Just how hot is this humble drink now? Going by the growing number of boutique tea houses, trendy artisanal brands and cool millennials giving it a stylish makeover in Singapore, it’s the new coffee. Keng Yang Shuen reports on why you should be making it your next cuppa.
Call it the third wave of tea if you will, today, the traditional brew is no longer consumed by your parents’ generation or as a quotidian coffee shop drink. In recent years, there has been a slew of independent outfits, restaurateurs and foreign players getting onto the tea scene.
Kenny Leong, a tea consultant and freelance writer, credits the rise in visibility to TWG Tea, the Singapore-based success story that first came onto the luxury tea scene in 2008, but has since expanded to more than a dozen territories globally. With its savvy blend of marketing and design – tin canisters recall that of Old World trade products and cafes done up like English tea rooms – the brand modernised tea drinking and made it into a lifestyle.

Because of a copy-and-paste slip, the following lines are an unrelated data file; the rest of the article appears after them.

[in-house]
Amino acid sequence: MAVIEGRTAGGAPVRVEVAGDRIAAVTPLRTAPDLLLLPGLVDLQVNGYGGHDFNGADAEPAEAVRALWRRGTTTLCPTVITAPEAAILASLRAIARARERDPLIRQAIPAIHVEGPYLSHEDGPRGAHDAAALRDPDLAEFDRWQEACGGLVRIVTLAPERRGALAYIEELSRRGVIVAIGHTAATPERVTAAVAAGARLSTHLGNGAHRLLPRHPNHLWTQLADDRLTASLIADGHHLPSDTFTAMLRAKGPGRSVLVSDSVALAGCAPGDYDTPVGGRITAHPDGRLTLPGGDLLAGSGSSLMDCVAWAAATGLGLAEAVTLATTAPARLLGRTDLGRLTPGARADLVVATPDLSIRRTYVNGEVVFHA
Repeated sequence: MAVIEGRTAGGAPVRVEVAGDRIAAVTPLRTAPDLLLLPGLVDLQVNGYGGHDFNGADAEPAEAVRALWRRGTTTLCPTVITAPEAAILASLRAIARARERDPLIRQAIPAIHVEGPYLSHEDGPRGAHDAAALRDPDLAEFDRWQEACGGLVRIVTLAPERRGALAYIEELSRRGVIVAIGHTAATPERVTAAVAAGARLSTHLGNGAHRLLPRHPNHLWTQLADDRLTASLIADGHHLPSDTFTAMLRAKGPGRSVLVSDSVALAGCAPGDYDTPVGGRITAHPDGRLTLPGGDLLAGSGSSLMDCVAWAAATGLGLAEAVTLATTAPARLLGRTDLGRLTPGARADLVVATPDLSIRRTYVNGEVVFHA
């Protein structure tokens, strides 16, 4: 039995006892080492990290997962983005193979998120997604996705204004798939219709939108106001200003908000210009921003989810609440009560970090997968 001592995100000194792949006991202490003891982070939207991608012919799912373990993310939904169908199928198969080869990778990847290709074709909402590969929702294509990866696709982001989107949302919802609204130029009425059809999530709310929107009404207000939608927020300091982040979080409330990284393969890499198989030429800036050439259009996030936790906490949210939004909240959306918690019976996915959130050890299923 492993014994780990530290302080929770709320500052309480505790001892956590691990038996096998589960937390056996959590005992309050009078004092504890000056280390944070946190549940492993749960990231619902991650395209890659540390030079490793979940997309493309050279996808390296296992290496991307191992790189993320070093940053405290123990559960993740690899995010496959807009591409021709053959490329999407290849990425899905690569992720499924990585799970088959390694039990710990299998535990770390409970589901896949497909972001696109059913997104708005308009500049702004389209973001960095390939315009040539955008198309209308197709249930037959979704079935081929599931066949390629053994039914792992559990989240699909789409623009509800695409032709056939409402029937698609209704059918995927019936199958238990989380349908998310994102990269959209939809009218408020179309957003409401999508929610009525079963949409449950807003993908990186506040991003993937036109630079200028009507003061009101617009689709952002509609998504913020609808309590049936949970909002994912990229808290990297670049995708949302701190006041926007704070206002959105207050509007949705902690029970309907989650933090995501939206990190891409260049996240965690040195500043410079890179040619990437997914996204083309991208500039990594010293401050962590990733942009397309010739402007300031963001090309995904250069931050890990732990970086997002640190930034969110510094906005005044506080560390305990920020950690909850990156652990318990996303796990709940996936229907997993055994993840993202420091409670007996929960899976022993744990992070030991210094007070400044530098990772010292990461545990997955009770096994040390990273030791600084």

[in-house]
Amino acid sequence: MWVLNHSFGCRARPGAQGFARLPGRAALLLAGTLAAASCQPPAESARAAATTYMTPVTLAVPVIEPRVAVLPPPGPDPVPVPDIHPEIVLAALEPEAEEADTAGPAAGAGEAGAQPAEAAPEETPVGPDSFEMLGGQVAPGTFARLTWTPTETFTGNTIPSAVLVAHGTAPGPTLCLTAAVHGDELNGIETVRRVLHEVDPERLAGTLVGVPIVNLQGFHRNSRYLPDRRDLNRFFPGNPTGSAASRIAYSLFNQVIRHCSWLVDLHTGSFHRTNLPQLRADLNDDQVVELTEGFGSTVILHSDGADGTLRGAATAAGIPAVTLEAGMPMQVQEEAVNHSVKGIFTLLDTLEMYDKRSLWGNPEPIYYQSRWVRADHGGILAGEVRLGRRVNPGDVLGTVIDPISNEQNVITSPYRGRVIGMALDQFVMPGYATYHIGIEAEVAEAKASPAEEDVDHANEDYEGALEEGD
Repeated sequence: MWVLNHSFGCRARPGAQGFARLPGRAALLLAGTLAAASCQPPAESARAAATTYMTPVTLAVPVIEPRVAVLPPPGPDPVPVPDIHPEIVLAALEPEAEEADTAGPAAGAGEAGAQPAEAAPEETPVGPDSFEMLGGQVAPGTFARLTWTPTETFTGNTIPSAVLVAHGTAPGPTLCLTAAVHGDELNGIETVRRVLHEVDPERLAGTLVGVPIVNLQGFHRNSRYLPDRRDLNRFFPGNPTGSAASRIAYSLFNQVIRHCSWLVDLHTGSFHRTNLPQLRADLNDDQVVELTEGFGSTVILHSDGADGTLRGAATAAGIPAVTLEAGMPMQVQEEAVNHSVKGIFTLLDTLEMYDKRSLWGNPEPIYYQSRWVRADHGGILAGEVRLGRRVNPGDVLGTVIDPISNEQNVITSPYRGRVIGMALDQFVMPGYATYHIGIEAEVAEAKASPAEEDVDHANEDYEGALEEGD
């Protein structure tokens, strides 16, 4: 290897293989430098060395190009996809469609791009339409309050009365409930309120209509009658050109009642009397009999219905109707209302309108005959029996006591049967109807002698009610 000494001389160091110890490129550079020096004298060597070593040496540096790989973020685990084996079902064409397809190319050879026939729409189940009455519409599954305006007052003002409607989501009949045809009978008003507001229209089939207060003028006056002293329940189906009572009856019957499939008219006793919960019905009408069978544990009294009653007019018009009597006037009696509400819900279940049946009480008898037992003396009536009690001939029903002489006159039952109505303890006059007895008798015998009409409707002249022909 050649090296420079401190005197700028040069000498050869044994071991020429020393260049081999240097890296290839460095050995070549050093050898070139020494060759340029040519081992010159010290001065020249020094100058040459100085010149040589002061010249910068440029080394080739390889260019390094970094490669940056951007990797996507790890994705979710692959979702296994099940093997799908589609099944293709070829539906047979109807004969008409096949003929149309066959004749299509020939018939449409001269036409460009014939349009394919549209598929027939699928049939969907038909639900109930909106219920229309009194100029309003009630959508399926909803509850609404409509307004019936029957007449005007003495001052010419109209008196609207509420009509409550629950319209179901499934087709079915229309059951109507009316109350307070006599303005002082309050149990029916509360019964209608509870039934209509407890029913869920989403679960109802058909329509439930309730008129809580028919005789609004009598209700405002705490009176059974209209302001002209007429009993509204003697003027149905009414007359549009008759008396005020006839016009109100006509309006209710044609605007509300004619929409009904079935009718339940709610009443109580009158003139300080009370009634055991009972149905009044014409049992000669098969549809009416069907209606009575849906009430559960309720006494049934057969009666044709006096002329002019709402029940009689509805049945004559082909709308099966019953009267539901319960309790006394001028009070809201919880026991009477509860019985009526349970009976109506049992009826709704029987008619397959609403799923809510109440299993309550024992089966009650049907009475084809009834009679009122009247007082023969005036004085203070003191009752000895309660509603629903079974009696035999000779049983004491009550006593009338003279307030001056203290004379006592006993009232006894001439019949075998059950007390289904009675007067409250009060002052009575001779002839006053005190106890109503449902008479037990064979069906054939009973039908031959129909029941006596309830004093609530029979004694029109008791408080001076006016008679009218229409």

Since then, there’s been a glut of brands entering the market. Juan Tea, Antea Social and Camellia are the newbies, all launched within the last year (and to be available online next month: Kindred Teas), with each putting its own spin on the brew.
Some focus on the health aspect. Camellia, helmed by Yau Nga Kwan, specialises in loose leaf black and oolong tea sourced from farms in the Wuyi Mountain region. According to Afrose Parveen, a nutritionist with Eat Right Nutrition Consultancy, loose leaves contain higher concentrations of catechin – a plant-based antioxidant that’s been linked to lower risks of heart disease, cancer and diabetes – than tea bags.
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